Unfortunately, this is also where a lot of the points get taken away from Time Crisis 4. When you start getting into the game, you quickly get the feel that the levels and situations that you run across in this mode were most definitely designed by rail shooter developers. The most noticeable aspect is how the enemy A.I. behaves. When you pop around a corner and an opponent jumps out from behind boxes, I tended to back up back around the corner and wait for the enemy to follow me. Instead, the enemy would stay back jumping back and forth behind his obstruction waiting for me to come back around and/or trying to shoot at me through the wall. It wasn't long before I started taking a very slow-and-steady pace with the game and goading the enemies out of their hiding places in order to pop them off before they got a chance to take me out. It just really felt like the levels were designed for me to jump out, stand still and shoot at anyone that pops out. I'm not saying this is bad by any means, it just feels very much like it isn't quite fully realized, and feels more like a rail shooter that gives you free movement.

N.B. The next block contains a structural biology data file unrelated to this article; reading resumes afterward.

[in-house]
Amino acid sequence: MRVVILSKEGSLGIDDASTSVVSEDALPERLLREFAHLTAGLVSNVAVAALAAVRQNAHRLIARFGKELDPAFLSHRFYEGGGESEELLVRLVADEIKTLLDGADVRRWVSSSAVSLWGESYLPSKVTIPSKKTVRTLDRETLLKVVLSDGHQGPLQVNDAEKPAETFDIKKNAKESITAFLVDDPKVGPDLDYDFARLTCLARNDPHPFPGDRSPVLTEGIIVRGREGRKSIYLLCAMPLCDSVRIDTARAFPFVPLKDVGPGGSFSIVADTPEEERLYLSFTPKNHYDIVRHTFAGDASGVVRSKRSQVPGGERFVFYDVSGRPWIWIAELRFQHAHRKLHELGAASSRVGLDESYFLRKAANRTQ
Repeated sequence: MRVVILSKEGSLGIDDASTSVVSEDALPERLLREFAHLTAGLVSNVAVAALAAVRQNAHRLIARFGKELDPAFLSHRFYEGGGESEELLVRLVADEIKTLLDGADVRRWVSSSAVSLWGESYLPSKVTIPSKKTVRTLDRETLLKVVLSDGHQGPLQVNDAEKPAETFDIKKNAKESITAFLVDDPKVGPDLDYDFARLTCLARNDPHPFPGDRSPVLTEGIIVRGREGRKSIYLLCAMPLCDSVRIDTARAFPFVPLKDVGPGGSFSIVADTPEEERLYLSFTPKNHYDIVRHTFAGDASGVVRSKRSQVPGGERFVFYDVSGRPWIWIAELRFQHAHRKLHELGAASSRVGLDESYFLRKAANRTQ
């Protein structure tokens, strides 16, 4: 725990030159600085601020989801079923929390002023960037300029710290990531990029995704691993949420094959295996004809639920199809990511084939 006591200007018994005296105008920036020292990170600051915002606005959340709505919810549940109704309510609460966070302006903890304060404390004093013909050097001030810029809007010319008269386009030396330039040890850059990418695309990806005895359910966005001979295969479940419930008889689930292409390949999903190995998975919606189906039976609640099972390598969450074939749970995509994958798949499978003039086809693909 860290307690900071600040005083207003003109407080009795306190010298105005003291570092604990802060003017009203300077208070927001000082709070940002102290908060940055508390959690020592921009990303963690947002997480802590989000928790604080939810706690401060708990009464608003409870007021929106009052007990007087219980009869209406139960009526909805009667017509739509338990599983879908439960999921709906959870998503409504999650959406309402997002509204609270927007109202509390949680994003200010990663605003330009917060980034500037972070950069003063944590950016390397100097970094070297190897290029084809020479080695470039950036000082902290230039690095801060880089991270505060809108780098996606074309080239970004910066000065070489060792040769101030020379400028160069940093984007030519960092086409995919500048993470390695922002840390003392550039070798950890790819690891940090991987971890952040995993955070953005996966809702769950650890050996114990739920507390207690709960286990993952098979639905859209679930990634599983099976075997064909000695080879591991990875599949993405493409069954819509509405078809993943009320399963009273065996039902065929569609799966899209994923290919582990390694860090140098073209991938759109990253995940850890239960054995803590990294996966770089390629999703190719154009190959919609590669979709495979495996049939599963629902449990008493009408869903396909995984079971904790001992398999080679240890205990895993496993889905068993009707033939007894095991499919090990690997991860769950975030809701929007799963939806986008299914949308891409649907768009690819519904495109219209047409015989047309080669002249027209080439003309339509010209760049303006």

Difficulty:
As you would expect from anything that comes from an arcade machine, Time Crisis 4 isn't all that easy, at least not in Arcade Mode. You have a limited number of respawns and I found myself going through them pretty regularly. Each time I played through a level, I would make a bit more progress, but it was never too long before I found myself having to start from the last save point again.

The FPS Mode, on the other hand, is pretty easy, at least for experienced FPS players. Like I said above, the FPS Mode doesn't feel like a full blown FPS, it feels like some middle ground that, for anyone expecting normal behavior from enemies, can be really easy to get through. I found that the enemy A.I. seemed to sit around and let me pick them off when they were waiting for me to come back around the corner.


Game Mechanics: